Tectonic Uplift

Mountains throughout New Zealand, tell of the continuing tectonic uplift and movement along faults, and through folding.

Faults
Looking north along the Alpine Fault near Franz Josef, with the Southern Alps to the right (east). Image: GNS Science.

Looking north along the Alpine Fault near Franz Josef, with the Southern Alps to the right (east). Image: GNS Science.

Fault lines in New Zealand extend the length of the country and through the sea floor to north, south and east. Over millions of years, displacements (earthquakes) along these faults have drastically changed the appearance of New Zealand, causing its emergence from the sea and creating extensive mountain ranges.

Just two million years ago the sea covered the area now occupied by most of the North Island ranges. Hundreds of earthquakes will have occurred in the intervening time, gradually pushing the mountains up to their present day altitude.

The Alpine Fault is responsible for the uplift of the Southern Alps along its eastern side. It moves at an average rate of up to a centimetre vertically and about three centimetres horizontally per year. (This is an average slip rate - the actual movement happens suddenly during earthquakes every few hundred years.)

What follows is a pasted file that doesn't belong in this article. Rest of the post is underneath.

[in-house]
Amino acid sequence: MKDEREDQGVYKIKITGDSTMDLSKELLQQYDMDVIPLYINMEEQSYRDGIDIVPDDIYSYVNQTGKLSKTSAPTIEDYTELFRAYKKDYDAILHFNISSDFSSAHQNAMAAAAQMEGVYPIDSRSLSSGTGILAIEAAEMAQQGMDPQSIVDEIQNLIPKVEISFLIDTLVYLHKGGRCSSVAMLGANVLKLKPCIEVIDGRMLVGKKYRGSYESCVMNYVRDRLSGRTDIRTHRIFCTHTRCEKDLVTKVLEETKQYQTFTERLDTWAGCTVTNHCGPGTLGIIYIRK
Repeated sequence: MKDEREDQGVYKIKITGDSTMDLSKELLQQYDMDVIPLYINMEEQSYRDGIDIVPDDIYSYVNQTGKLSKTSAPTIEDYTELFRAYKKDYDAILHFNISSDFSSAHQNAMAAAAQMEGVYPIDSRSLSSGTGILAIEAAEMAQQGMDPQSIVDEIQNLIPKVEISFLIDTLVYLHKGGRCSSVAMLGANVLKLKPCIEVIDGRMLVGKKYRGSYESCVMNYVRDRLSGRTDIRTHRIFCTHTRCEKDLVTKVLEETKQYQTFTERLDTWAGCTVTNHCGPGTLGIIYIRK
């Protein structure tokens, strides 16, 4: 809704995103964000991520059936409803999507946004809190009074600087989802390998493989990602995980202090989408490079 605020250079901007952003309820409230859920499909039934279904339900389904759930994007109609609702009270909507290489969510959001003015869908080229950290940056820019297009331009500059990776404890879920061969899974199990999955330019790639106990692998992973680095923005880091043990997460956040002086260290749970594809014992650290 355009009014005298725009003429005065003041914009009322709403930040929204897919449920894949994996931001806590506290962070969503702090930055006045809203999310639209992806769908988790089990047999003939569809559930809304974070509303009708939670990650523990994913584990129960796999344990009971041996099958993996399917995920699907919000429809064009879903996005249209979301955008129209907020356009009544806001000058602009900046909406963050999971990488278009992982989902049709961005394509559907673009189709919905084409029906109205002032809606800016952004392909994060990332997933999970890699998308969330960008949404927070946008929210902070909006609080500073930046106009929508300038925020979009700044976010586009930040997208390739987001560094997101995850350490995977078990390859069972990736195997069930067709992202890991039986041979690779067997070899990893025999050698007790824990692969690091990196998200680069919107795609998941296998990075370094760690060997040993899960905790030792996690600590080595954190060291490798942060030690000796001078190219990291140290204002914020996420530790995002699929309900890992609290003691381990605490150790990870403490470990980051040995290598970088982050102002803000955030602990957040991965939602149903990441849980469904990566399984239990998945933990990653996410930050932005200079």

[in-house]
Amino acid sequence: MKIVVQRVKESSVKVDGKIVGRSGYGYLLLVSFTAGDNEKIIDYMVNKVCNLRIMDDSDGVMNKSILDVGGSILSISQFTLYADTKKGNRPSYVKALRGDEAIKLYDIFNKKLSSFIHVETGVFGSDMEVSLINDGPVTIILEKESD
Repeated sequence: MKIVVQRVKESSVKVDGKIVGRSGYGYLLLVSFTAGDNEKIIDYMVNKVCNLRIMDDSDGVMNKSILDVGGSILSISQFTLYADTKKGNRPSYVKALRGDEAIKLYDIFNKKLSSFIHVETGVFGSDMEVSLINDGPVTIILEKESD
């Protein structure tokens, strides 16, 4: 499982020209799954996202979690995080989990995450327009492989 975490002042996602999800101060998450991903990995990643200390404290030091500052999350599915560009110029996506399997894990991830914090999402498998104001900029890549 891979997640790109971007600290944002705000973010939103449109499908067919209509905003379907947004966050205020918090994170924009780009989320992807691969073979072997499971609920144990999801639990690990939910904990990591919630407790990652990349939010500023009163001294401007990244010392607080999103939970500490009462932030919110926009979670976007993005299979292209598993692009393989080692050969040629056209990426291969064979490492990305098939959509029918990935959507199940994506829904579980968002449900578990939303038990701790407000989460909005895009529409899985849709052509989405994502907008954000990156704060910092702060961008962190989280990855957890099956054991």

Looking east along the Hokunui Hills. The lines of rock beds form the northern limb of the Southland Syncline, with older layers on the left (North) and younger to the right (South). In the foreground these beds are actually overturned slightly. Image: GNS Science.

Looking east along the Hokunui Hills. The lines of rock beds form the northern limb of the Southland Syncline, with older layers on the left (North) and younger to the right (South). In the foreground these beds are actually overturned slightly. Image: GNS Science.

Erosion of the mountain front by glaciers and rivers, and deposition of sediments in other areas, have complicated the topography along the straight line of the fault.

Learn more about how uplift and fault lines affect rivers and how marine terraces provide evidence of uplift around our coastlines.

Folding

When plates and the continents riding on them collide, the accumulated layers of rock can crumple and fold like a tablecloth that is pushed across a table.

Permanent deformation causes the rock layers to bend and curve.